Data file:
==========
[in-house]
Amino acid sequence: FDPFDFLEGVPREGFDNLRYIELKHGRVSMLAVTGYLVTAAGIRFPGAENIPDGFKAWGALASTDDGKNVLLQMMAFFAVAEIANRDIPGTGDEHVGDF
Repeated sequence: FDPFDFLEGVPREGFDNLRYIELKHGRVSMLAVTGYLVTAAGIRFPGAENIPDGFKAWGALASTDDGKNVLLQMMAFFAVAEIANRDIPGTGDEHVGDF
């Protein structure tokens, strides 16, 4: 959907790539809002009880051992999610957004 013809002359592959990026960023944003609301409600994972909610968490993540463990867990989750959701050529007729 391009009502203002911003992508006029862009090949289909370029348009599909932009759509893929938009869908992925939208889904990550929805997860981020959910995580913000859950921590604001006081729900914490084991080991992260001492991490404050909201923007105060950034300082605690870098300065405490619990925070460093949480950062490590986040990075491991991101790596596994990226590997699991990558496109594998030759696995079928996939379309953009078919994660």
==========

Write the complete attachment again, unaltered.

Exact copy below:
[in-house]
Amino acid sequence: FDPFDFLEGVPREGFDNLRYIELKHGRVSMLAVTGYLVTAAGIRFPGAENIPDGFKAWGALASTDDGKNVLLQMMAFFAVAEIANRDIPGTGDEHVGDF
Repeated sequence: FDPFDFLEGVPREGFDNLRYIELKHGRVSMLAVTGYLVTAAGIRFPGAENIPDGFKAWGALASTDDGKNVLLQMMAFFAVAEIANRDIPGTGDEHVGDF
């Protein structure tokens, strides 16, 4: 959907790539809002009880051992999610957004 013809002359592959990026960023944003609301409600994972909610968490993540463990867990989750959701050529007729 391009009502203002911003992508006029862009090949289909370029348009599909932009759509893929938009869908992925939208889904990550929805997860981020959910995580913000859950921590604001006081729900914490084991080991992260001492991490404050909201923007105060950034300082605690870098300065405490619990925070460093949480950062490590986040990075491991991101790596596994990226590997699991990558496109594998030759696995079928996939379309953009078919994660």